How important is it to have diversity in the locations? Are they more to do with graphical variety as opposed to really leading the gameplay and actions? What are the locations, how do you decide on them and can you talk about one of the teamâ??s favs?
As in the previous games in Hitman series, 47â??s business takes him to many varied locations around the globe. Throughout the course of Hitman: Blood Money, with the exception of a few missions featured within Europe, 47 will perform the majority of his hits across a variety of locations within the United States.
These locations and environments vary both in visual and gameplay terms. For instance on one mission 47 must gain access to a VIP party within the setting of the Rocky Mountains. Here 47 can use the environment to his advantage, pushing guests and disposing of dead bodies over the high ledges and slopes.
In addition many of these locations are considerably larger than those previously featured within Codename 47, Silent Assassin and Contracts, buildings and interiors feature to-scale architecture and accurate design.
"â?¦wouldn't it be unfortunate if someone pushed them over the edge, and they fell to their death? Accidents do happen."
Can you give the readers a basic understanding as to what the process is to creating a Hitman game?
Cool scenarios and locations are normally dreamt up first, the best are then expanded and elaborated upon, into what form the basis of the missions with targets, objectives and characters.
From there walkthroughs are devised for the levels, explaining in detail the various possible ways to successfully complete the mission. These are designed with the Silent Assassin rating in mind, all the missions are designed to possibly complete by killing the targets only, and without ever leaving a trace of your existence at the scene.
The entire game is documented with a comprehensive design document that contains every piece of information about the game, from the floor layout of each building, to the life history, age and blood type of each target featured within the game.
Can you talk a little about the weapons on offer, such as the customiseable Sniper Rifle, Bombs and 47â??s new disarm techniques; can you use non-lethal attacks until the final hit?
47â??s own weapons (such as his Dual Silverballers and W2000 sniper rifle) benefit greatly from the new customization feature that has been introduced. There are currently over fifty various types of upgrades that can be applied to 47â??s custom built weapons, all of which complement the playerâ??s personal preference and style of play. As in the previous games, 47 will also be able to use any firearms he happens to encounter whilst conducting his business.
Bombs now also feature with 47â??s arsenal; these can be used for a number of different techniques. The first and most obvious use being to directly kill someone with an explosion, bombs can be dropped or thrown and detonated via a remote to explode within split second accuracy. Bombs can also be used to take down certain parts of the environment; they can be attached to lighting rigs and chandeliers for example, leading to rather nasty looking accidents. They can also be used for distractions, guards and civilians will investigate a rigged explosion, giving 47 enough time to sneak in a restricted area for example.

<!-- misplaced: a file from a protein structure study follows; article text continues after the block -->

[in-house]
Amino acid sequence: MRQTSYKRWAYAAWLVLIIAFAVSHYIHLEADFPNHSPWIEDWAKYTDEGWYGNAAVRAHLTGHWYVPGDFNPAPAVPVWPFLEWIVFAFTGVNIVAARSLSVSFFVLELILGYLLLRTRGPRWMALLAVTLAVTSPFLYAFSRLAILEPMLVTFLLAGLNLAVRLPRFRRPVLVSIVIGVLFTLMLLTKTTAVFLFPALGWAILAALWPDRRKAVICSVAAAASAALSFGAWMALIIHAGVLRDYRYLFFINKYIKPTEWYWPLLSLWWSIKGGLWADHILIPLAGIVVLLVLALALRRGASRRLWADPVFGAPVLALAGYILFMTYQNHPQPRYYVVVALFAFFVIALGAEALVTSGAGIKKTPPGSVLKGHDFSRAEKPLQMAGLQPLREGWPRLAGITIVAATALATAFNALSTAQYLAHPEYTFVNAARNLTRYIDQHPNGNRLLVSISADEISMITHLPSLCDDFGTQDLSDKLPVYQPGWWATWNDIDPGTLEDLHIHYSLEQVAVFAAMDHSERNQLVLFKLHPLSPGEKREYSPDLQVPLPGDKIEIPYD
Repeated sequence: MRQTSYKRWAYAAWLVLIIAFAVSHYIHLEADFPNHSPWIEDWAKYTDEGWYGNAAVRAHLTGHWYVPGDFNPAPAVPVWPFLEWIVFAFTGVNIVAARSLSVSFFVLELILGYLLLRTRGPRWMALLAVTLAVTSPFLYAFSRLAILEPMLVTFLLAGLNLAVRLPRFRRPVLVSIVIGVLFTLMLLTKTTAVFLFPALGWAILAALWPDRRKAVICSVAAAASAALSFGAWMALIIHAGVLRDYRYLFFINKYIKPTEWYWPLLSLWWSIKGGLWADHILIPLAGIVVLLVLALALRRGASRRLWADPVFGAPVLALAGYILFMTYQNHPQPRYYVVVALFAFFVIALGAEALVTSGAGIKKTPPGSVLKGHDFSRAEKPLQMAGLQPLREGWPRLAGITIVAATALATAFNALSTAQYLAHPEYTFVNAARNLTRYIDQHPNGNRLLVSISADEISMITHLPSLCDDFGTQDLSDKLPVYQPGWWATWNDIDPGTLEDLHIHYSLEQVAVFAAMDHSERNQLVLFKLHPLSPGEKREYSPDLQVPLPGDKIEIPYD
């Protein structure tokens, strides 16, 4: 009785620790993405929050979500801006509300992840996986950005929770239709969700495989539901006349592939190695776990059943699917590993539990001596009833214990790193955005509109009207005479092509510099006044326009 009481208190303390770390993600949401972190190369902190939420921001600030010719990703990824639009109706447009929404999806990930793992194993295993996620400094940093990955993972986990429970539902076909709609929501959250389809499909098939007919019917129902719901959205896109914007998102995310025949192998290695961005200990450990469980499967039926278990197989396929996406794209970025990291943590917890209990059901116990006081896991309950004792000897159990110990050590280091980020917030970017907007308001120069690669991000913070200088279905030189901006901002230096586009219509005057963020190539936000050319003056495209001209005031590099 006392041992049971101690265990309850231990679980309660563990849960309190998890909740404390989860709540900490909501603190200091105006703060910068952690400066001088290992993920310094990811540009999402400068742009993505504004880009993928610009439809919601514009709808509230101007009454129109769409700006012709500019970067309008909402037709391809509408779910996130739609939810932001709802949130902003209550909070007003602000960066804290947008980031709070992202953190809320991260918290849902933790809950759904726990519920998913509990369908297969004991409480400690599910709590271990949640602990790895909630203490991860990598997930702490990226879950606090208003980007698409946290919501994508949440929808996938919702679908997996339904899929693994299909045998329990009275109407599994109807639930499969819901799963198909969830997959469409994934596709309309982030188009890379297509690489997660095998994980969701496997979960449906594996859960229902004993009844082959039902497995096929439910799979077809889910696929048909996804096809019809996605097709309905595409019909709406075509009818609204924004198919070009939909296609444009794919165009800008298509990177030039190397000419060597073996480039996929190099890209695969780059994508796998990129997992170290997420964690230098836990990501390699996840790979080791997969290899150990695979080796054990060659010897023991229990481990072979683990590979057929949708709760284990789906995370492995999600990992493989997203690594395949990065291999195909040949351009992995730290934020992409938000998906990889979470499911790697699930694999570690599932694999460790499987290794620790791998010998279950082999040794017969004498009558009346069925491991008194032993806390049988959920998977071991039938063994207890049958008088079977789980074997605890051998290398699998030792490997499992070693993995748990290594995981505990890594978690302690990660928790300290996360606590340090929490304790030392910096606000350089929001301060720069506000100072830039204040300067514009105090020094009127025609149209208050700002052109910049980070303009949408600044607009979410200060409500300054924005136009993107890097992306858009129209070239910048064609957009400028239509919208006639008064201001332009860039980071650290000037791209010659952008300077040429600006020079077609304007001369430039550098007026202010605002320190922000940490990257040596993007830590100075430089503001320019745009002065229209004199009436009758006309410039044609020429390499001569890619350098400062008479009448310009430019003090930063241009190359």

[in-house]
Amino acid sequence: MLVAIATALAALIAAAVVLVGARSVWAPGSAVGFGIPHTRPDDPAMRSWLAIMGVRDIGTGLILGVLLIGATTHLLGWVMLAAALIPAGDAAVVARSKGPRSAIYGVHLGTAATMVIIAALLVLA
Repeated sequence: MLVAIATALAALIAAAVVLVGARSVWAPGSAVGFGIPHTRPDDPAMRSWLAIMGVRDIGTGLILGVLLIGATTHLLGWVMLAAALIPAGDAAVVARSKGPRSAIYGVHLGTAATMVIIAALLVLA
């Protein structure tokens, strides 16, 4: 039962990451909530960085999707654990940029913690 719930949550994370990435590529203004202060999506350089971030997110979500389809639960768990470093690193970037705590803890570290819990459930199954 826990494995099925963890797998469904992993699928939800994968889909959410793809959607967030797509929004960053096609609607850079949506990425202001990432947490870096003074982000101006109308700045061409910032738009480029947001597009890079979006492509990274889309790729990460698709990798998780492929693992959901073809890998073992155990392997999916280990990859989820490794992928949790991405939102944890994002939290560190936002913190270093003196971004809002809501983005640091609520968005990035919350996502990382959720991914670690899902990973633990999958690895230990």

Whilst attempting a hit, you will invariably find yourself in a situation where you may have to perform unplanned casualties and/or fatalities. Within Hitman: Blood Money we decided we needed to include several close combat techniques to support this.
For example imagine you have just taken out your target successfully, a guard enters the room and sees you and the dead body, he draws his weapon and is aiming directly at you, what do you do? Well now itâ??s possible to react to this situation as a professional would. You grab the gun out of the guardâ??s hand and use his own weapon to take him down. There are also some non lethal moves included too, like the head butt and the ability to push people around. Imagine if someone was standing too close to the edge of a balcony, wouldnâ??t it be unfortunate if someone pushed them over the edge, and they fell to their death? Accidents do happenâ?¦
Could you explain the â??Picture in Pictureâ?? system, what this brings to the game for hardened Hitman fans and newcomers alike; how prompts enhance the overall gaming experience and reduce the trial-and-error style gameplay?
By introducing the â??Picture in Pictureâ?? (or PIP) system, we wanted to remove the various onscreen messages that were displayed during gameplay in the previous Hitman games. Essentially within the old system, if a guard or civilian was to find a dead body for example, this information was portrayed to the player via a simple text message on screen.
However with the introduction of the new â??Picture in Pictureâ?? system, we now have the opportunity to display these events on screen as they actually happen. This allows the player to have a greater understanding of what is happening elsewhere on the level at that current time, in real time.
Additionally now with the inclusion of various in-game security devices, such as CCTV, the â??Picture in Pictureâ?? allows us to do some cool stuff such as displaying the actual camera feed to the player. This would allow you to determine immediately if you have been caught performing a kill or other act on film, itâ??s also possible to work out the range of the cameras.
The PIP is also an excellent means of introducing items, characters, and events that would normally be off-screen. Several of the possible accident opportunities found within Blood Money are hinted to the player via the PIP.
We were impressed by the level of AI featured in the large amounts of NPCs; could you elaborate a little on the enhancements that have been made and what this brings to the various scenarios to be found within the game?
The engine and scripts that power the gameâ??s AI, for both the enemies and civilians, has been completely re-written from scratch.
The NPCs (Non Player Characters) will now react accordingly to the environment and the people and objects around them. They will follow blood trails, investigate suspicious items and observe strange behaviour, leading to some interesting distraction type gameplay. Additionally a new pathfinder engine provides Hitman: Blood Money with further improved tracking and movement, resulting in realistic NPC behaviour and interaction.
TVG would to thank Adam Lay for taking the time to answer our questions on Hitman: Blood Money; weâ??ll have further coverage of Codename: 47 return later in the yearâ?¦s